...as long as we are Americans and our institutions are founded on Christian ethics let us teach our children the fundamental principles of righteous living as taught in the Bible.—Charles D. Niver, Commissioner, Albany County, first district

The preamble of our [New York] constitution recognizes God, our courts use the Bible in administering oaths and the United States is recognized as the great Christian nation. Protestants and Catholics alike accept the Bible as the word of God. What harm then can come to our children from having the Bible in the public schools?—E. B. Whitney, Commissioner, Broome county, second district

Spite of assertions to the contrary, this is a religious state, since the preamble to our constitution explicitly recognizes “Almighty God”; and since the whole tenor of our constitution is framed in accordance with the principles of the New Testament, and is at variance in many respects with the principles of any of the other religions of the world, it is also a Christian state.—J. Irving Gorton, Superintendent, Ossining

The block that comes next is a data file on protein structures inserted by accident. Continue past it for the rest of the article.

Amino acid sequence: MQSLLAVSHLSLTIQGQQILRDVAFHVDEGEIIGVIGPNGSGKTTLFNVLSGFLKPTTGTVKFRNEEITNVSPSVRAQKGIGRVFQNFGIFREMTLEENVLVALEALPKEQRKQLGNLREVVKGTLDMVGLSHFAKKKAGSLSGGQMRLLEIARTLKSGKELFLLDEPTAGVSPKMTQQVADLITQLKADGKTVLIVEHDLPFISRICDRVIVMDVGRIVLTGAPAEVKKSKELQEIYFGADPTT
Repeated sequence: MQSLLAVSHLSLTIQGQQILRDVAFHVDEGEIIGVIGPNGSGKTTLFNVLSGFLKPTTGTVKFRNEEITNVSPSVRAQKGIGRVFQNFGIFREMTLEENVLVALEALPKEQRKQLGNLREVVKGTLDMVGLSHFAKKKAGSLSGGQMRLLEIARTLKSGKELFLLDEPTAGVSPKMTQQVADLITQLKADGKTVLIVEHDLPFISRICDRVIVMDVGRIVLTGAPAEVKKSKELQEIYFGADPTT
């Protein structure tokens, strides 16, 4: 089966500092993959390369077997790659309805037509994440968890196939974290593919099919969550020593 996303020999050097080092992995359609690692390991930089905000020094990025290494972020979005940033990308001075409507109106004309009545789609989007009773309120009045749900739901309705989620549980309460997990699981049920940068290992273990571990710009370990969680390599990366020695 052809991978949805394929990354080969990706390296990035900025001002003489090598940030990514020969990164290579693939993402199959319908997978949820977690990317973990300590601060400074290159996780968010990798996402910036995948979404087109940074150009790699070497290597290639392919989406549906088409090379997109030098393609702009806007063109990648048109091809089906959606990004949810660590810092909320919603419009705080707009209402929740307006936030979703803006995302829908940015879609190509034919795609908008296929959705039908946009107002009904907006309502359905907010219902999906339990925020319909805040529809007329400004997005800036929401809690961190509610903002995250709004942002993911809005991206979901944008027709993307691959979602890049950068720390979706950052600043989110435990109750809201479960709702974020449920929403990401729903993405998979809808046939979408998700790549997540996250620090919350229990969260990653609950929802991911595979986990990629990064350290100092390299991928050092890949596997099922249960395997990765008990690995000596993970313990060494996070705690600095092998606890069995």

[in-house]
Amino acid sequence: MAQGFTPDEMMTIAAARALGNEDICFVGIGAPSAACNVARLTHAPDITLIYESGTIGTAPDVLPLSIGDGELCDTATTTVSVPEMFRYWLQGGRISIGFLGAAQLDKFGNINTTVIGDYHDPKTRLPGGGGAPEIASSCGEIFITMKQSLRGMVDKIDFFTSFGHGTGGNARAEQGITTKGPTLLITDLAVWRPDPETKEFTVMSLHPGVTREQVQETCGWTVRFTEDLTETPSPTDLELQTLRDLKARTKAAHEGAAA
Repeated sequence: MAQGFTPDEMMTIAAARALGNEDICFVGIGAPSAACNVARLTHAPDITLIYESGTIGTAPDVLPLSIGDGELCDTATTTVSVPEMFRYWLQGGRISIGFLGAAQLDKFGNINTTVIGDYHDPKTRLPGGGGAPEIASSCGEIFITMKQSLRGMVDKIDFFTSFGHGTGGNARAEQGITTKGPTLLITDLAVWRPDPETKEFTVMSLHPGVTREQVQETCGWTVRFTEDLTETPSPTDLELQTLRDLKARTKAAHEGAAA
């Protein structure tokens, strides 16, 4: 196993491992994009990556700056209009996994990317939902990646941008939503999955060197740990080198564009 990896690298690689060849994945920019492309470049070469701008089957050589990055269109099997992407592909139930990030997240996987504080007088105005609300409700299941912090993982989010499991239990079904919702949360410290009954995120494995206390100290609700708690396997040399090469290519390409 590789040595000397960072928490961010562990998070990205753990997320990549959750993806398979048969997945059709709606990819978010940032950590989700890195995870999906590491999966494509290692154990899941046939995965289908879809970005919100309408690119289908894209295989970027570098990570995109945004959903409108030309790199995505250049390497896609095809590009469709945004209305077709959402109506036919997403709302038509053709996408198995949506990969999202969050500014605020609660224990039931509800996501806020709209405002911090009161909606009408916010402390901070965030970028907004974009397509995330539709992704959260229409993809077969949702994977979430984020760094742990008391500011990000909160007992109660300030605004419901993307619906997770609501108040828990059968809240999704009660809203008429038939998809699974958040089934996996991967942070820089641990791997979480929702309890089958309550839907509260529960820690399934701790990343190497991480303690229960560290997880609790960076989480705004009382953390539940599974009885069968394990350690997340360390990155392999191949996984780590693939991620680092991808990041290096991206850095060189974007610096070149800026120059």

Take that, non-religious and non-Christian parents. Screw you, and screw your children too, as far as J. Irving Gorton et al were concerned. More rational observations came from other officials:
In my judgment it is hardly probable that the Bible could be taught in the public schools of the state without the instructor coloring his teaching with his personal belief. I have no sympathy with the notion that has been put forward that it is not possible to teach morals without teaching religion at the same time. It seems to me that the safe thing to do is to keep church and state work pretty clearly separate.—H. H. Snell, Superintendent, Hoosick Falls

I think it is not wise to attempt to teach any form of religion in our public schools. I question the desirability of such teaching in public schools. I certainly believe the public schools should be kept free from any religious teaching by sectarian ministers or teachers.—George Griffith, Superintendent, Utica